UN says 10 million have fled their homes in Ukraine since Russia invasion
Refugee agency says around a quarter of the country’s population has been uprooted; UNICEF says children face ‘real and growing’ risks from human trafficking and exploitation
GENEVA — Ten million people — around a quarter of the population — have now fled their homes in Ukraine due to Russia’s “devastating” war, the United Nations refugees chief said Sunday.
“Among the responsibilities of those who wage war, everywhere in the world, is the suffering inflicted on civilians who are forced to flee their homes,” said UNHCR chief Filippo Grandi.
“The war in Ukraine is so devastating that 10 million have fled either displaced inside the country, or as refugees abroad.”
UNHCR, the UN refugee agency, said Sunday that 3,389,044 Ukrainians had left since the Russian invasion began on February 24, with another 60,352 joining the exodus since Saturday’s update — a flow roughly the same as the day before.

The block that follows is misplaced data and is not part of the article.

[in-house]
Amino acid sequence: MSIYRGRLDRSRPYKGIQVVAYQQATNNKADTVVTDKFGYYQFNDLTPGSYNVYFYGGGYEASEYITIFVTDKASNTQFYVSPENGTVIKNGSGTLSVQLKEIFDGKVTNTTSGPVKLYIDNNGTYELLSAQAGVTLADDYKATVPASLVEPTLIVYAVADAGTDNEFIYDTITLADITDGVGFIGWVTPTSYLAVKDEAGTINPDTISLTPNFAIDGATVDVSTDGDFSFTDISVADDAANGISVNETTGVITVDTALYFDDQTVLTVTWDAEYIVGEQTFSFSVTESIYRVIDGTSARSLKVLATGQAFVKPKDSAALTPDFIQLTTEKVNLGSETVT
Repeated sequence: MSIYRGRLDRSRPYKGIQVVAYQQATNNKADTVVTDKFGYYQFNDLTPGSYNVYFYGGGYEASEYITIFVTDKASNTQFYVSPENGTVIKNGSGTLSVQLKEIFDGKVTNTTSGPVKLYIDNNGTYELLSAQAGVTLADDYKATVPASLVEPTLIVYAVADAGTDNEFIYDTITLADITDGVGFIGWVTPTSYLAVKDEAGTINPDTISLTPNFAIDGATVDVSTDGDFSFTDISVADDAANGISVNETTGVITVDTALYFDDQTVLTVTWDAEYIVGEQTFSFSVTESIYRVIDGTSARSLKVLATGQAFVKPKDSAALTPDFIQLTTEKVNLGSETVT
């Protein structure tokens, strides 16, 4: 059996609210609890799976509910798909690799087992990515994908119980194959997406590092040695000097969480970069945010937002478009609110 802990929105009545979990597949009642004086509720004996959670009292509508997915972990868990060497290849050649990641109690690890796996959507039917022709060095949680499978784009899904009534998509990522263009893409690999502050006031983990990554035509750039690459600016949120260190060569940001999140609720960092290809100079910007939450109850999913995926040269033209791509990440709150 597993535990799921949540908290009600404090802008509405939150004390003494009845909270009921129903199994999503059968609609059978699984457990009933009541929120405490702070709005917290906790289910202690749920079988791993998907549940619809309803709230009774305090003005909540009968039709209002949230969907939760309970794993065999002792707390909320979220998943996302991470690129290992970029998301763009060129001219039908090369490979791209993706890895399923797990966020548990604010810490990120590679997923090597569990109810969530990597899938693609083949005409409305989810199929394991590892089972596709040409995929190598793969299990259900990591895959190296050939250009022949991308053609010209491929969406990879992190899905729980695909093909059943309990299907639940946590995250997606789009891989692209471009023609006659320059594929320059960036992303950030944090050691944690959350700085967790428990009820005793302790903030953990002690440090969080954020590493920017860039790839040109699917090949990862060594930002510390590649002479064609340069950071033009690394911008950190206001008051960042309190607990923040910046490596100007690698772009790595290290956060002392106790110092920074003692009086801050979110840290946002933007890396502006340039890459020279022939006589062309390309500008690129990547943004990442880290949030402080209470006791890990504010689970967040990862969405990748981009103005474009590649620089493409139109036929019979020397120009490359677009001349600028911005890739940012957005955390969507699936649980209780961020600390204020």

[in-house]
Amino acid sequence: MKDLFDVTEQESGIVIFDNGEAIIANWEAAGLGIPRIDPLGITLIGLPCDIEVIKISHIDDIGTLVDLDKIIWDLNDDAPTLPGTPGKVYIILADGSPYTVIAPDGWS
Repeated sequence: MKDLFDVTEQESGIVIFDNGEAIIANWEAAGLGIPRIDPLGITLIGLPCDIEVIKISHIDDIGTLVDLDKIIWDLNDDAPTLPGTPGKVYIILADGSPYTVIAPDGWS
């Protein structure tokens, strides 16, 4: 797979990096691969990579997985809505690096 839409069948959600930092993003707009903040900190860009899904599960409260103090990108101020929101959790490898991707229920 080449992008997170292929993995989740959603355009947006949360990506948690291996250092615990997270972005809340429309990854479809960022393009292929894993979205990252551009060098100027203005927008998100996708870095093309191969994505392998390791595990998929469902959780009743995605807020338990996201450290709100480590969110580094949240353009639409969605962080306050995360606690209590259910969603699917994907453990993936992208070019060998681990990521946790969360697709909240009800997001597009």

Some 90 percent of those who have fled are women and children. Ukrainian men aged 18 to 60 are eligible for military call-up and cannot leave.
UNICEF, the UN children’s agency, said more than 1.5 million children are among those who have fled abroad, warning that the risks they face of human trafficking and exploitation are “real and growing.”
The UN’s International Organization for Migration (IOM) also said that as of Wednesday, 162,000 third-country nationals had fled Ukraine to neighboring states.
Millions more have fled their homes but remain within Ukraine’s borders.
Some 6.48 million people were estimated to be internally displaced within Ukraine as of Wednesday, according to UN and related agencies, following an IOM representative survey.
UNHCR initially estimated that up to four million people could leave Ukraine.
Before the conflict, Ukraine had a population of 37 million in the regions under government control, excluding Russia-annexed Crimea and the pro-Russian separatist regions in the east.